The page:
West from the car park by the side of the A66 into the village of Braithwaite followed by a 2½ mile uphill trek to Grisedale Pike. South-west above Hobcarton Crag to Hopegill Head, then south for 2¼ miles to Whiteless Pike via Sand Hill and Whiteless Edge. North-east by way of Wandhope to reach the top of Crag Hill before heading east to ascend and then descend Sail. North-east to the summit of Outerside and around the southern flanks of Stile End to Barrow Door, returning to Braithwaite via Barrow and Braithwaite Lodge. A 12-mile walk in the Lake District.

The best map to use on this walk is the Ordnance Survey map of the Lake District North-Western Area, reference OS Explorer OL4, scale 1:25,000. It clearly displays footpaths, rights of way, open access land and vegetation on the ground, making it ideal for walking, running and hiking. The map can be purchased from Amazon in either a standard, paper version or a weatherproof, laminated version, as shown below.

Standard Ordnance Survey map of the Lake District North-Western Area, reference OS Explorer OL4, scale 1:25,000.
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View all Ordnance Survey maps

Weatherproof Active Ordnance Survey map of the Lake District North-Western Area, reference OS Explorer OL4, scale 1:25,000.
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View all Ordnance Survey maps

The view down to Braithwaite from the hill on the western side of the village.

Looking south-east from Sleet How over to Outerside (foreground) and Causey Pike (background).

The steep path to the top of Grisedale Pike.

Hospital Plantation and Thornthwaite Forest (Whinlatter Forest Park).

The summit of Grisedale Pike, height 791 metres (2595 feet).

I reach Hobcarton Head between Grisedale Pike and Hopegill Head.

The rocky slopes of Hobcarton Crag and the path leading to Hopegill Head.

The summit of Hopegill Head, height 770 metres (2526 feet).

The fog clears briefly and I get a view of the magnificent Eel Crag as I descend the southern flanks of Sand Hill. The col or saddle seen here between Sand Hill and Eel Crag is Coledale Hause, and although there are a few paths which can be confusing in mist it is a straightforward crossroads:

  • Right (west) down through Gasgale Gill to reach Crummock Water.
  • Left (east) into the Coledale Beck valley and on to Braithwaite.
  • Straight on to get to Grasmoor, Crag Hill or Whiteless Pike.

Looking east from Coledale Hause. The pointed peaks are Causey Pike (right) and Outerside (left).

The summit of Whiteless Pike, height 660 metres (2165 feet).

The strong winds blowing over Whiteless Edge momentarily clear the mist to reveal Crummock Water and Mellbreak. Loweswater is also visible in the distance on the right.

The summit of Wandope, height 772 metres (2533 feet).

The Lake District Herdwick sheep

The Herdwick breed of sheep is one of the toughest in the UK and is perfectly adapted to a harsh life on the high fells of the Lake District.

Herdwicks are free to roam anywhere they wish on the unfenced Lake District land, but they generally do not stray far from where they are supposed to graze because of their in-built homing instinct which is passed down through the generations.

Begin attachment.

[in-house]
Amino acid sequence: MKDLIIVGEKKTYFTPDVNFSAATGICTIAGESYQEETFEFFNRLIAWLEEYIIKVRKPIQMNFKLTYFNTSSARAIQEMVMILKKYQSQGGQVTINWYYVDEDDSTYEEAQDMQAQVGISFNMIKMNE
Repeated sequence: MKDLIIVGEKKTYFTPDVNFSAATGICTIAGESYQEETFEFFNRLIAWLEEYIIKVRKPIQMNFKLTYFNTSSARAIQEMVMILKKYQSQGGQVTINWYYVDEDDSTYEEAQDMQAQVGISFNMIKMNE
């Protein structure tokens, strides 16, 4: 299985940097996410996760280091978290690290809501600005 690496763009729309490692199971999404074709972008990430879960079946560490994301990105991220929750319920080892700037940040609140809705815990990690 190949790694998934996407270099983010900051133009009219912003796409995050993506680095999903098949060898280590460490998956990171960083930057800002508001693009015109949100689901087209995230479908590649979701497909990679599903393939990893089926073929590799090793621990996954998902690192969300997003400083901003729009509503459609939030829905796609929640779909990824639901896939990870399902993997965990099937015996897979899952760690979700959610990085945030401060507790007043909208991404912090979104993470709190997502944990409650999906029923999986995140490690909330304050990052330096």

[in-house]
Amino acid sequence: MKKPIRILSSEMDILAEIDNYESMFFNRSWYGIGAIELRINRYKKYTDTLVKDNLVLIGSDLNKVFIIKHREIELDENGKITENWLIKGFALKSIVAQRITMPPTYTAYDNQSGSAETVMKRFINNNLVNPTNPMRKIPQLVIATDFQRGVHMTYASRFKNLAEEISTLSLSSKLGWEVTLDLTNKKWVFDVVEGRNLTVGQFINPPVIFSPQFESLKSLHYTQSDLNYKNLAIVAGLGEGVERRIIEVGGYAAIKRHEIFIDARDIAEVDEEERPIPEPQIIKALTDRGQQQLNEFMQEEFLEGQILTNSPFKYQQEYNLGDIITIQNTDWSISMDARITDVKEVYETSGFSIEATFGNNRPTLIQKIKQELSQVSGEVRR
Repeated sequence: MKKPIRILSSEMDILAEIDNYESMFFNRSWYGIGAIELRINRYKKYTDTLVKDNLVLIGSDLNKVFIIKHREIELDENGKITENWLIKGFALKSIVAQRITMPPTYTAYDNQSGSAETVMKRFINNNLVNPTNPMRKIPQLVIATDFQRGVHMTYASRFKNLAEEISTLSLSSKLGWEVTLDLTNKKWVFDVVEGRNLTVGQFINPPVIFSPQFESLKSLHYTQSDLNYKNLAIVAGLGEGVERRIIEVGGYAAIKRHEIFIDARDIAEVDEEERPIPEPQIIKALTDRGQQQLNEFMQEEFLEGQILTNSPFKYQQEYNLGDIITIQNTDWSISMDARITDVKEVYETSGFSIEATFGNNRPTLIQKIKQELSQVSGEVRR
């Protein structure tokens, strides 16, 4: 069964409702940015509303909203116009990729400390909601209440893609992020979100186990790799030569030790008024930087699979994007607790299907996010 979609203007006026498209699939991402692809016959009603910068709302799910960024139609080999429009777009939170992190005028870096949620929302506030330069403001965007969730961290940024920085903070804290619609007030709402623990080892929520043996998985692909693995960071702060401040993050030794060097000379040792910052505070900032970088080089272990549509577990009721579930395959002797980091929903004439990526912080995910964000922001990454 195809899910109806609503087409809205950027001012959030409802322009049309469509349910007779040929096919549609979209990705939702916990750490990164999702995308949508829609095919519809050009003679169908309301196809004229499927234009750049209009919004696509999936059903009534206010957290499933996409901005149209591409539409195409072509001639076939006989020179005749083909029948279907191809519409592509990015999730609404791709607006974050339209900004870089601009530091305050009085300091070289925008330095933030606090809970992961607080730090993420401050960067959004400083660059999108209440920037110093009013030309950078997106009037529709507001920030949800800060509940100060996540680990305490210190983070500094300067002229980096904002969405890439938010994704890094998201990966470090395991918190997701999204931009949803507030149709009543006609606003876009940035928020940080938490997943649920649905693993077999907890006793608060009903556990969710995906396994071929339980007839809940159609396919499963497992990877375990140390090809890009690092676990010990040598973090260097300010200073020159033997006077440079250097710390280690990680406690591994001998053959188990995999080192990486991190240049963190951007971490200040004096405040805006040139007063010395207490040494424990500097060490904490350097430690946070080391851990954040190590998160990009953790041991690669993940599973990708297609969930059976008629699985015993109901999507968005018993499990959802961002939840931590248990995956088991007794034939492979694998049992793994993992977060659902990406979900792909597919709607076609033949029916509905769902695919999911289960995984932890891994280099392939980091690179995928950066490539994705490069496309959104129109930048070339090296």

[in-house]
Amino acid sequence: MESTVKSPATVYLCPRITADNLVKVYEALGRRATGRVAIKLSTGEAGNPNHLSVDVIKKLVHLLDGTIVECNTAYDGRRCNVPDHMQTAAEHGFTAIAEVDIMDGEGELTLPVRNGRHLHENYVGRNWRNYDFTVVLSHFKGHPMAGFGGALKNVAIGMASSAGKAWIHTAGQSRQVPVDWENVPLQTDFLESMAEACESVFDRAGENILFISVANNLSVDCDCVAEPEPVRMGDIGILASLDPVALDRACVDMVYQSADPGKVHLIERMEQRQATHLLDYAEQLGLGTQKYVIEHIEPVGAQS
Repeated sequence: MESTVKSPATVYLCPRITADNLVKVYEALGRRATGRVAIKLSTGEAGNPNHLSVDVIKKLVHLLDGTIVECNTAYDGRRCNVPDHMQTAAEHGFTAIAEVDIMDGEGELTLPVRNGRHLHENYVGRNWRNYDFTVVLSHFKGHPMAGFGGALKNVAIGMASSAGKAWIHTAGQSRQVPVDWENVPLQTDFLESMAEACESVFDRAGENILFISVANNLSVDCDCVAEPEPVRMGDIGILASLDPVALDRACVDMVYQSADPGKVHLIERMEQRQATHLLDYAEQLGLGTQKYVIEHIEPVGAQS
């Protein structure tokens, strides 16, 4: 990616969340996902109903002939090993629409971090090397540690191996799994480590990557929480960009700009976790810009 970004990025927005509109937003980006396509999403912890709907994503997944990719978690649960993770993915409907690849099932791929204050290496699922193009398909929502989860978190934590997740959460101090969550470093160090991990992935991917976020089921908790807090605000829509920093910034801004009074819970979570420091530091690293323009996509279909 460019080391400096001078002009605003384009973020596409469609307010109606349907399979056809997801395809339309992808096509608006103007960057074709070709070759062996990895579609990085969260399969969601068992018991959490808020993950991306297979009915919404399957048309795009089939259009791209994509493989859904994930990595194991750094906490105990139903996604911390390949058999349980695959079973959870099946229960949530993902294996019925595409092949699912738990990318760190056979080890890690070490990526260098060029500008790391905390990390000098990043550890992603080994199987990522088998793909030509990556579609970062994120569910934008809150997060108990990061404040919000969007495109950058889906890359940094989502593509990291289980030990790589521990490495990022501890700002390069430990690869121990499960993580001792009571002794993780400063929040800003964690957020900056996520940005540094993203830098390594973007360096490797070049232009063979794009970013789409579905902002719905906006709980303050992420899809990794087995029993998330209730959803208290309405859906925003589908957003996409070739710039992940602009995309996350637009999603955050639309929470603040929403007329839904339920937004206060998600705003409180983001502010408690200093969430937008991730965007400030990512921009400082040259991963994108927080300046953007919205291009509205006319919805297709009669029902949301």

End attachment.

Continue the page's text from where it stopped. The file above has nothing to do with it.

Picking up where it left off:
They keep the vegetation under control due to constant grazing and thus help to create the distinctive look of the Lake District landscape.

Herdwick lambs are born with a jet black fleece which quickly lightens to dark brown. When the young sheep are first shorn at about 15 months old, the fleece turns steel grey. After a few years white ‘kemp’ fibres increase and the fleece becomes a very light grey.

The main features of adult Herdwicks are white heads and legs; horns on the rams; broad, long, muscular bodies; and two coats (a woolly waistcoat and a thick, wiry, outer coat).

The name ‘Herdwick’ appears to have been derived from the Norse term ‘Herdwyck’, which means ‘sheep pasture’, and the earliest record of the breed in the UK was in documents dating back to the 12th century.

The summit of Crag Hill, height 839 metres (2753 feet).

The view north from The Scar (between Crag Hill and Sail) over to Grisedale Pike which I had climbed earlier that morning.

Looking back towards Crag Hill from The Scar.

The summit of Sail, height 773 metres (2536 feet).

The winding, stone track down from Sail and up to Causey Pike. Behind Causey Pike is Rowling End. The three peaks on the left are Outerside, Stile End and Barrow.

Ard Crags is lit up by the sun as I look south-east from the lower slopes of Sail. In the background, and in shade, are the likes of Robinson, Hindscarth and High Spy.

The view of Outerside from the col between Sail and Causey Pike. In the distance is the Skiddaw range of mountains. Skiddaw, Carl Side and Little Man are cloud-covered, but Dodd, Long Side and Ullock Pike can be seen.

The summit of Outerside, height 568 metres (1864 feet).

The summit of Barrow, height 455 metres (1493 feet).

The Newlands valley and Cat Bells, as seen from the northern flanks of Barrow.

The Newlands valley and Derwent Water. The wooded hill on the left is Swinside, with Keswick in the background.

Braithwaite is visible as I descend Barrow. The village is about a mile away and I’m tired. This has been a hard walk.

Looking back at some of the fells I had visited. From left to right: Stile End; Outerside; Eel Crag (cloud covered); Hobcarton Head; Grisedale Pike.